Tyler Durden's picture

The Only Chart Required To 'Price' US Stocks





The world remains transfixed in the belief that the Federal Reserve can 'prime' the economic pump one more time via monetizing trillion-dollar deficits ad nauseum, inflate its balance sheet to unprecedented levels, and still successfully exit from this largesse leaving behind a 'better' place for mankind. Judging by crescendo of cognitive dysfunction, the nominal price level of US equities can dismiss current weakness since we just have to wait a little longer (and print a little moar) and the old normal growth will rise phoenix-like from the ashes of our post-debt-super-cycle world. The truth is far simpler - US equity markets are not valued on earnings (LTM, current, or forward); they are not priced off discounted dividends; there is no discounting of macro upturns; or great rotations. Since the crisis began, there is only one thing that matters, as Gluskin Sheff's David Rosenberg notes from this stunning chart, "the NYSE Market Cap, this cycle, actually went up dollar for dollar with the expansion of the Fed's pregnant balance sheet."

 
Tyler Durden's picture

When A Great Deflationary Bear Starts Turning Inflationary





Over the past four years one of the dominant "deflationists" has been Gluskin Sheff's David Rosenberg. And, for the most part, his corresponding thesis - long bonds - has been a correct and lucrative one, if not so much for any inherent deflation in the system but because of the Fed's actual control of the entire bond curve and Bernanke's monetization of the primary deflationary signal the 10 and certainly the 30 Year bond. The endless purchases of these two security classes, coupled with periodic flights to safety into the bond complex have validated his call. Until now.

 
Tyler Durden's picture

David Rosenberg On "Fascinating Markets", Or 2011 vs 2012 vs 2013





Unsure what the current blistering start for the S&P 500 means in the new year? Here is David Rosenberg putting the last two years in perspective to the last two weeks. Alas, with fat tails now solely emanating from politicians (as the Fed has guaranteed nothing wrong can ever happen again on the monetary side, until everything goes wrong of course), and politicians being inherently irrational and unpredictable, it is not exactly clear how anyone can factor for what in just one month is sure to be the biggest clash in history between two sides of a Congress that has never been more polarized.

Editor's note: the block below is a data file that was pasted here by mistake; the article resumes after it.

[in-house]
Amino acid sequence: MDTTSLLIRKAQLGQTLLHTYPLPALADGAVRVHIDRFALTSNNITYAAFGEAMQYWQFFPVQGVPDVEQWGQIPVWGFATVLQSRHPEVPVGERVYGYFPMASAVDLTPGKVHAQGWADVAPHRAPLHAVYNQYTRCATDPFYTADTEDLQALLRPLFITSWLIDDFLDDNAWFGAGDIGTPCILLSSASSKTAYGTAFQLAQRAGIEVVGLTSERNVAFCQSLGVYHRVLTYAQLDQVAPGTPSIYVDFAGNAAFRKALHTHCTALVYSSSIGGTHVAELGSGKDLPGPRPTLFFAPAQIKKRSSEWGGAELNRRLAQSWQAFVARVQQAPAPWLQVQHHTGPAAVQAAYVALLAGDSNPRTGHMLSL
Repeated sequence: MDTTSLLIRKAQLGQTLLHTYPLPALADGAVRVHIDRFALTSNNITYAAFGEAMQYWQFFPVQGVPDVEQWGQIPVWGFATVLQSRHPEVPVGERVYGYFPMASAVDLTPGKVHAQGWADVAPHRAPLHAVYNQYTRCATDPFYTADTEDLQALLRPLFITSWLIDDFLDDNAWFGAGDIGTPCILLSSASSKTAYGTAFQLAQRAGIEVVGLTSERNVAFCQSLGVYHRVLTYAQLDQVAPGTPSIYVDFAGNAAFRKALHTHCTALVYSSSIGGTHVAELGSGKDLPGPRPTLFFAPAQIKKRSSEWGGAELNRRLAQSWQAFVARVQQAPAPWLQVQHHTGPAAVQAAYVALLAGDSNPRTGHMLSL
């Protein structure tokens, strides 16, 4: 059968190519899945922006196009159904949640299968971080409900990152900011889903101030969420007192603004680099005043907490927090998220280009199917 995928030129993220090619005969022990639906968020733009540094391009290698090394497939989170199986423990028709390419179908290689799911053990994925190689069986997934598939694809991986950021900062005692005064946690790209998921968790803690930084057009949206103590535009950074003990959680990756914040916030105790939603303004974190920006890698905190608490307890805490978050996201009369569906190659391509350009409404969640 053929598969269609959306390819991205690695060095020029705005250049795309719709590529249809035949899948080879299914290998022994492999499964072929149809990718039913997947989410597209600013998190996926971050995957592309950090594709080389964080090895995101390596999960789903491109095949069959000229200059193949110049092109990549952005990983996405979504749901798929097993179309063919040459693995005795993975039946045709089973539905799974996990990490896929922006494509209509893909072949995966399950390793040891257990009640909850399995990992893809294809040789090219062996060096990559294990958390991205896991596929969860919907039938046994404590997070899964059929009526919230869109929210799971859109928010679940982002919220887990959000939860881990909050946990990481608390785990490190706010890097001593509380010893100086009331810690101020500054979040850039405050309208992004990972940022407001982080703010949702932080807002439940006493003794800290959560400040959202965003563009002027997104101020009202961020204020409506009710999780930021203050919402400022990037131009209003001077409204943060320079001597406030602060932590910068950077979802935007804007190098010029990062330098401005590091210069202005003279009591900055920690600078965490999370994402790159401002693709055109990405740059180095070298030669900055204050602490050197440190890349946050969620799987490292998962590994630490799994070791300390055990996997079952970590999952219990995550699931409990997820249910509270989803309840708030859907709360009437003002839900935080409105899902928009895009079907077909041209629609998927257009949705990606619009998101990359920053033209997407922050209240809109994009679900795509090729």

Tyler Durden's picture

2012 Year In Review - Free Markets, Rule of Law, And Other Urban Legends





Presenting Dave Collum's now ubiquitous and all-encompassing annual review of markets and much, much more. From Baptists, Bankers, and Bootleggers to Capitalism, Corporate Debt, Government Corruption, and the Constitution, Dave provides a one-stop-shop summary of everything relevant this year (and how it will affect next year and beyond).

 
Tyler Durden's picture

David Rosenberg's 35 Charts For 2013





How does one of the best strategists view the world as we close the page on 2012, and look toward 2013? Find out with the help of these 35 charts.

 
Tyler Durden's picture

David Rosenberg On "Shared Sacrifice"





Sweeping changes are taking place at the state level as pension trustees and legislatures push for higher monthly contributions to pension plans, a later retirement age and lower annual cost-of-living adjustments for current and retired workers. Unions (those that don't make Twinkles, in any event), are making the concessions because they can see the future absent shared sacrifice — the termination of defined benefit plans in favour of defined contribution plans. Be that as it may, employee contributions are going up — a de facto tax hike. And this will work directly against any upturn in consumer spending when you consider that the state and local government sector employ nearly 20 million people or 15% of the national job pie. So we will have less government, fewer entitlements and more whisperings that it isn't just the $250,000+ high-income households that are going to experience tax increases and diminished disposable income growth. This is shared sacrifice. To think that the nation could have ever gone to war in Iraq and in Afghanistan under the Bush regime, putting our troops at great risk not to mention the emotional scars on their families, while here at home civilians would be allowed to enjoy tax cuts and a debt-financed consumption binge.... One has to wonder what events could provide positive momentum to GDP growth, push corporate earnings to record highs as the consensus predicts as early as next year, or generate any lasting inflation, for that matter.  It's the people that make these pricing decisions. Businesses can only price up to what consumers are willing to pay. It is households that determine whether or not we have inflation, not some bureaucrat in Washington who believes he has control over some printing press.

 
Tyler Durden's picture

David Rosenberg: "What A Joke" - A Realistic Thanksgiving Postmortem





We remain in the throes of a secular era of disinflation. We also are in a long-term period of sub-par economic growth and below-average returns. This has become so well entrenched that U.S. pension plans now have more exposure to bonds than to stocks, as we highlighted two weeks ago. Look, this is not about being bearish, bullish or agnostic. It's about being realistic and understanding that in our role as market economists, it is necessary to provide our clients with information and analysis that will help them to navigate the portfolio through these stressful times. Our crystal ball says to stick with what works in an uncertain financial and economic climate — in other words, maintain a defensive and income-oriented investment strategy.